While far from a done deal as committee work and district line revision takes place this week, proposed maps for the state House of Representatives and Senate, plus the U.S. House of Representatives, were unveiled last week by Republican majorities in Lansing, with Democrats decrying a quick process, not to mention what they see as an effort to oust a sitting Democratic Congressman through the redistricting process.
The state House Redistricting Committee started meeting this week, with hearings being held on the proposed maps. The redistricting process comes every decade as a result of new U.S. Census data, which was released for Michigan in April and showed that the state lost about 50,000 people, resulting in the loss of one Congressional seat and bringing the state’s U.S. House delegation from 15 down to 14.
Interested parties have 60 days to file a legal challenge against the final legislative maps — which will be posted on the Spinal Column Newsweekly’s website today, Wednesday, June 22 — under state law.
New boundaries for
lakes area districts
With the lakes area being divided up legislatively at the state level, House and Senate Republicans have offered up plans that would change — in some cases — the communities some area lawmakers currently represent.
Perhaps the biggest local change at the state House level under the House GOP’s proposed map, Orchard Lake would be thrown into the 29th state House District, whereas currently the posh community’s residents are represented by state Rep. Chuck Moss (R-Orchard Lake), whose district primarily includes the swanky suburbs of Birmingham, Bloomfield Hills, and Bloomfield Township. The 29th District, as it is currently drawn, would also represent Pontiac, Keego Harbor, Sylvan Lake, and Auburn Hills. That district would represent 87,992 residents, 2.07 percent less than the 89,851-resident baseline lawmakers were working with.
The 38th House District would represent 91,796 residents in Walled Lake, as well as Novi, Northville, Lyon Township, and South Lyon, whereas the district currently represents Walled Lake and Wixom in the lakes area.
The 39th House District, on the other hand, would cover the western half of West Bloomfield Township, along with Commerce Township, Wixom, and the Village of Wolverine Lake, serving 91,796 residents. The district is currently served by state Rep. Lisa Brown (D-West Bloomfield, Commerce, Wolverine Lake).
With 91,620 residents, the 40th state House District would represent the eastern half of West Bloomfield Township, along with Birmingham, Bloomfield Hills and Bloomfield Township.
The 43rd House District — the bulk of Waterford Township, along with Independence Township, Clarkston, and Lake Angelus — would have 93,564 residents, the largest district, population-wise, in the lakes area.
And the 44th state House District, which would cover the southwestern portion of Waterford Township, along with all of White Lake, Highland, and Milford townships, would have 92,893 residents, making it the second-largest state House District in the lakes area.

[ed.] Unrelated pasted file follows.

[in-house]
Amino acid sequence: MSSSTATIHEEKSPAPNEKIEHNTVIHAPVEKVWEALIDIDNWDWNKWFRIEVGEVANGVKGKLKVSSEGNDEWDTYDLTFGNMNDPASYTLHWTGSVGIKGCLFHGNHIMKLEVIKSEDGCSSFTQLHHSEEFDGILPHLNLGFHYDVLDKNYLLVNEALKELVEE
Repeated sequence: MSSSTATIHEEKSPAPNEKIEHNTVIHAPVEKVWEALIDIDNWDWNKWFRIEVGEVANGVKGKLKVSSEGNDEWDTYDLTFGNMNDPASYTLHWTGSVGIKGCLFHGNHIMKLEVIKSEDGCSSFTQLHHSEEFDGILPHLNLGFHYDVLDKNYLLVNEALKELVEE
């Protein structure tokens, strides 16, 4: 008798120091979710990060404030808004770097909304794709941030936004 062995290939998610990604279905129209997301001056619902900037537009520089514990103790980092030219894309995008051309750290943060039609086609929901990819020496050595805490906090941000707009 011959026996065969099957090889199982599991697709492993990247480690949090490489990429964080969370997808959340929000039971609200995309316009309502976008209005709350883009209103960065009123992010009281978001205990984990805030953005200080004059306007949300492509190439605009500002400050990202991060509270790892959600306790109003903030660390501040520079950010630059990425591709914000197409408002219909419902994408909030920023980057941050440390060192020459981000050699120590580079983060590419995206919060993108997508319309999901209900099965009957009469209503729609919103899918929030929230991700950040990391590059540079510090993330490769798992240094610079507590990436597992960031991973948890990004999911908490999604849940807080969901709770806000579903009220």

Lakes area residents would also have new state Senate districts. The 15th Senate District (257,980 residents) would no longer represent Highland Township, but would continue to include White Lake, Milford, Commerce, West Bloomfield, Orchard Lake, Walled Lake, and Wixom. The 14th Senate District (248,755 residents) would cover the entirety of Waterford and Highland townships, but the bulk of the district would be in the northern portion of Oakland and southern portion of Genesee counties.
Peters: Proposal is
Under the House GOP’s proposed U.S. Congressional district map, the lakes area would continue being served by two representatives in the U.S. House, with the 11th District covering Commerce, Walled Lake, Wixom, Milford, Highland, White Lake, Waterford, and the northwest portion of West Bloomfield. The 14th District would represent the southern to northeastern portion of West Bloomfield, as well as Orchard Lake.
The proposed district lines didn’t sit well with two Michigan Democrats serving on Capitol Hill who would be forced to square off against each other in a primary election under the proposed districts.
“Voters in Michigan have never before faced such a shamelessly partisan redrawing of congressional boundaries,” said U.S. Reps. Gary Peters (D-Orchard Lake, Waterford, West Bloomfield) and Sander Levin (D-Southfield) in a joint statement. “Instead of drawing fair lines that follow community and county borders in a logical way, the Republican Legislature has drafted a map so skewed that it exploits every trick in the book to gerrymander districts in ways that benefit Republican incumbents. The Legislature and Gov. (Rick) Snyder should reject this gerrymandered map and draw congressional boundaries in a way that puts Michigan voters’ interests squarely ahead of flagrant partisan advantage.”
Dems: GOP rushing
The proposed maps, in addition to the consternation they’ve caused over the lumping of Levin and Peters in the same U.S. House district, have ruffled the feathers of House Democrats, who say that the process is being fast-tracked to shirk public input.
“By now, we know this is what to expect from House Republicans — rushing legislation through with no time for thorough examination by residents or the legislators who represent them, and no time for meaningful public input or debate,” said state Rep. David Nathan (D-Detroit) in a press release, a member of the House Redistricting and Elections Committee. “There are no good explanations for wanting to complete Michigan’s redistricting plans so quickly. If it’s to prevent public scrutiny and input, that’s unacceptable. If it’s to put fellow legislators at a disadvantage, that’s unacceptable. And if it’s to take a summer break sooner, that’s definitely unacceptable.”